The collapse of Angus & Robertson, Kleenmaid and several other insolvencies of both small and large franchisors in recent years have thrown the issue of franchisor failure into a rarely illuminated spotlight.

Franchisor failure, like death, is an uncomfortable topic that people rarely discuss publicly.

Like a sinking ship, a franchisor failure often creates a suction that drags surviving franchisees down with it, leaving only a small amount of wreckage on the surface to identify that the system ever existed (such as a vacant store, a painted-over sign, or a Google search that references an outdated website). But this flotsam associated with the tragedy of a system collapse is rarely visible years or even months after the event.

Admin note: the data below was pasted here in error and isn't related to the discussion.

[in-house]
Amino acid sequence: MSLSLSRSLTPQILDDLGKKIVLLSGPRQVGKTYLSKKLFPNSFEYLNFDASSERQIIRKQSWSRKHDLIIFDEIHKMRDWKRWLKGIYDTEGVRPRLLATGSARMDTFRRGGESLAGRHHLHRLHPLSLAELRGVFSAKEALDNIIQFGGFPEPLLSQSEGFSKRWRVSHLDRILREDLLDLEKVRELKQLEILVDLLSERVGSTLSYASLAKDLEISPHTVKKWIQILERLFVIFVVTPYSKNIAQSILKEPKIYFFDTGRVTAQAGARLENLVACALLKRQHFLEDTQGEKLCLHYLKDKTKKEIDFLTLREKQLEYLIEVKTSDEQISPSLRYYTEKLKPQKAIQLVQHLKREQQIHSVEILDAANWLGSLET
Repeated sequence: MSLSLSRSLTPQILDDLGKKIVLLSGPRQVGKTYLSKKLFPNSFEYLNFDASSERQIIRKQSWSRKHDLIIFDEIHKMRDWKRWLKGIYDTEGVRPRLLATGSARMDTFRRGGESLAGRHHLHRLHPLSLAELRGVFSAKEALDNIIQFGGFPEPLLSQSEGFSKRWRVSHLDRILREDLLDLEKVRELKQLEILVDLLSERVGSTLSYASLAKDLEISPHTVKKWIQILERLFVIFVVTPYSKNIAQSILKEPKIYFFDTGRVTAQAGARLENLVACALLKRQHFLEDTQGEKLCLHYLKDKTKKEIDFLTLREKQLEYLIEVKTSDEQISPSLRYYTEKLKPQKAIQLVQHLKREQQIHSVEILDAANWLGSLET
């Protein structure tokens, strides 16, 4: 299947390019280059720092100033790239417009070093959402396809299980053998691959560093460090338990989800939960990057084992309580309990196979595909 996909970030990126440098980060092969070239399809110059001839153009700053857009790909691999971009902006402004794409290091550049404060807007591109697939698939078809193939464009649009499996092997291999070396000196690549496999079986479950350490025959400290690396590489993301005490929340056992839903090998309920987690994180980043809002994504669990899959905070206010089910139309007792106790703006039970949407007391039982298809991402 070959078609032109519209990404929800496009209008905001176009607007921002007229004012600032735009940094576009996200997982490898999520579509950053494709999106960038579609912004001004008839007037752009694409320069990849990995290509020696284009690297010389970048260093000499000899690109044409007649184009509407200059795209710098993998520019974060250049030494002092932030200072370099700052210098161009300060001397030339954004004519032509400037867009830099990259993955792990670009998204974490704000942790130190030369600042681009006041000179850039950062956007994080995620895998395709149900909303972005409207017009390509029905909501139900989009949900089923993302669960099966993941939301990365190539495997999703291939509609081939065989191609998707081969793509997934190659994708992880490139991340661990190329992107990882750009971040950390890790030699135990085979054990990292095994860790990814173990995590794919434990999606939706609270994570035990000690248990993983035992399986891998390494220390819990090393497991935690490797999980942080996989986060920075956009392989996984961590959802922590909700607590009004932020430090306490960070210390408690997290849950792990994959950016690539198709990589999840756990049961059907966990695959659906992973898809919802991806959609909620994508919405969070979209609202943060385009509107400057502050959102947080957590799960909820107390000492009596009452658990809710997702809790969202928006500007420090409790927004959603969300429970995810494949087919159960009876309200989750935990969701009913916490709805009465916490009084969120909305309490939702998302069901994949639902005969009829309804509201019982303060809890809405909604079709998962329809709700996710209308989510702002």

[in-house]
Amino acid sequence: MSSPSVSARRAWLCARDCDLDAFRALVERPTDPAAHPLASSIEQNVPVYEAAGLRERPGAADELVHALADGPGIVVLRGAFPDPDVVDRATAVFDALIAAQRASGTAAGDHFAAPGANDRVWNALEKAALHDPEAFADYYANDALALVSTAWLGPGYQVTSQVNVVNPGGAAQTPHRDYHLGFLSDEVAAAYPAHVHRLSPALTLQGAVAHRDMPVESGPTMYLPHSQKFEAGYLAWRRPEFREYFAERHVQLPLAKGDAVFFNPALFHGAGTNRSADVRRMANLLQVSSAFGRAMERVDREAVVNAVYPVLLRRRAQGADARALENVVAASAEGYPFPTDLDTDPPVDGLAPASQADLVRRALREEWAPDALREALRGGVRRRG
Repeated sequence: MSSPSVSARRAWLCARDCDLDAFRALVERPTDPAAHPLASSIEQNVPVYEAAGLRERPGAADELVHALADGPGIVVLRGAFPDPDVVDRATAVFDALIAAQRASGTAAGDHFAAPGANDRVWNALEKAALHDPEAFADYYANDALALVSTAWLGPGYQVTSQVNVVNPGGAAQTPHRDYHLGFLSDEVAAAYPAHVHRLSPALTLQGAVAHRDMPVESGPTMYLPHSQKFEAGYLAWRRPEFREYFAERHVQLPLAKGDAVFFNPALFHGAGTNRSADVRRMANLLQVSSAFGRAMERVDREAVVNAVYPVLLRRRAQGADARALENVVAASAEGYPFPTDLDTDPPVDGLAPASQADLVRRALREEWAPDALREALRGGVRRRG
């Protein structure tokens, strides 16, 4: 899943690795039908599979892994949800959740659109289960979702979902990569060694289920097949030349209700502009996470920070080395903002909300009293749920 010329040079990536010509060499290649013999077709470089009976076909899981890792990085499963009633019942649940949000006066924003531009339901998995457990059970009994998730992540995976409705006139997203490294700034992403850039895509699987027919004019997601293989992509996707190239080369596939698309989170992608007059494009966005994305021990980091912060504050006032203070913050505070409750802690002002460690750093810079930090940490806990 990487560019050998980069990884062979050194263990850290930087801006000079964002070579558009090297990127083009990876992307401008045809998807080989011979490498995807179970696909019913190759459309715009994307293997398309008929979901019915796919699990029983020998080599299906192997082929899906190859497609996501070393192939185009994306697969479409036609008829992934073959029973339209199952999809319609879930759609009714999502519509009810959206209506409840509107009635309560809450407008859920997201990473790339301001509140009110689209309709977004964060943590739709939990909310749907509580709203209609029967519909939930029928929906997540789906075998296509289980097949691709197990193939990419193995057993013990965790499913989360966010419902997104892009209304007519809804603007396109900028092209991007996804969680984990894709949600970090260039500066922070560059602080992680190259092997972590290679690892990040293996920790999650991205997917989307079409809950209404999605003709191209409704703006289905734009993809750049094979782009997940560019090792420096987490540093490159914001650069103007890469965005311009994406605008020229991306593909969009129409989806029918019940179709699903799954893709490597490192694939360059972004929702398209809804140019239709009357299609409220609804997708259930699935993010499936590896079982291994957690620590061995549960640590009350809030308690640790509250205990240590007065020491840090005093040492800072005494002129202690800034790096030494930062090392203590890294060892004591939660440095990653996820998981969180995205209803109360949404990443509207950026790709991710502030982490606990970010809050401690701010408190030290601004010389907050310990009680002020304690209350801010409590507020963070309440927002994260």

One hundred years ago, the Titanic, an “unsinkable” passenger liner that became the greatest maritime disaster of all time, sank with its lights on and engines running. Franchisors can also sink in a similar fashion. A month after its parent company was placed into administration last year, book retail chain Angus & Robertson was still touting its virtues as a business opportunity on its website. Continue reading.